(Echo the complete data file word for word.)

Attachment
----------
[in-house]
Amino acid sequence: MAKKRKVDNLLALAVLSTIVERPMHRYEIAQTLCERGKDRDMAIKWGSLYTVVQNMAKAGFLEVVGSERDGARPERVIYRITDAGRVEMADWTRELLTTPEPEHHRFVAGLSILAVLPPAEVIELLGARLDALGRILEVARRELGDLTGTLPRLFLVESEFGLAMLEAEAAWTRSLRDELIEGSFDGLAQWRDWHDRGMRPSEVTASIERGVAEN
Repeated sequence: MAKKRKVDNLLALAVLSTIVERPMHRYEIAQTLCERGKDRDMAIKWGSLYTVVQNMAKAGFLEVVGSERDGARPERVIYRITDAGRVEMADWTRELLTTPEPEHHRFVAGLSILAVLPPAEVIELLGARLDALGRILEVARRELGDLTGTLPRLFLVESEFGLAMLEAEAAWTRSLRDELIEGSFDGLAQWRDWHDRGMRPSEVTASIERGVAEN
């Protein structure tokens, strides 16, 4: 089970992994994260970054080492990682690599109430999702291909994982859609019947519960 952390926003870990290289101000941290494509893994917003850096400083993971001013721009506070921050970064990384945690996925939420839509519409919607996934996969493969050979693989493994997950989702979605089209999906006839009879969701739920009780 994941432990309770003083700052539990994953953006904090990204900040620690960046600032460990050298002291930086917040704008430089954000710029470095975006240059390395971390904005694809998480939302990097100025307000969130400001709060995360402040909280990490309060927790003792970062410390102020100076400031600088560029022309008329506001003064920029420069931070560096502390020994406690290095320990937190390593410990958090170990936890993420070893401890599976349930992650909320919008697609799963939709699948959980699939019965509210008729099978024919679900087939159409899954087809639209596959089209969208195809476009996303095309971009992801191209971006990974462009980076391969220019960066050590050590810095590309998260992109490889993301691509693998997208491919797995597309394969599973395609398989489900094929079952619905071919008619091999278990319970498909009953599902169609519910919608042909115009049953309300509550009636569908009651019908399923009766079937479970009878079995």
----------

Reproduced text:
[in-house]
Amino acid sequence: MAKKRKVDNLLALAVLSTIVERPMHRYEIAQTLCERGKDRDMAIKWGSLYTVVQNMAKAGFLEVVGSERDGARPERVIYRITDAGRVEMADWTRELLTTPEPEHHRFVAGLSILAVLPPAEVIELLGARLDALGRILEVARRELGDLTGTLPRLFLVESEFGLAMLEAEAAWTRSLRDELIEGSFDGLAQWRDWHDRGMRPSEVTASIERGVAEN
Repeated sequence: MAKKRKVDNLLALAVLSTIVERPMHRYEIAQTLCERGKDRDMAIKWGSLYTVVQNMAKAGFLEVVGSERDGARPERVIYRITDAGRVEMADWTRELLTTPEPEHHRFVAGLSILAVLPPAEVIELLGARLDALGRILEVARRELGDLTGTLPRLFLVESEFGLAMLEAEAAWTRSLRDELIEGSFDGLAQWRDWHDRGMRPSEVTASIERGVAEN
């Protein structure tokens, strides 16, 4: 089970992994994260970054080492990682690599109430999702291909994982859609019947519960 952390926003870990290289101000941290494509893994917003850096400083993971001013721009506070921050970064990384945690996925939420839509519409919607996934996969493969050979693989493994997950989702979605089209999906006839009879969701739920009780 994941432990309770003083700052539990994953953006904090990204900040620690960046600032460990050298002291930086917040704008430089954000710029470095975006240059390395971390904005694809998480939302990097100025307000969130400001709060995360402040909280990490309060927790003792970062410390102020100076400031600088560029022309008329506001003064920029420069931070560096502390020994406690290095320990937190390593410990958090170990936890993420070893401890599976349930992650909320919008697609799963939709699948959980699939019965509210008729099978024919679900087939159409899954087809639209596959089209969208195809476009996303095309971009992801191209971006990974462009980076391969220019960066050590050590810095590309998260992109490889993301691509693998997208491919797995597309394969599973395609398989489900094929079952619905071919008619091999278990319970498909009953599902169609519910919608042909115009049953309300509550009636569908009651019908399923009766079937479970009878079995």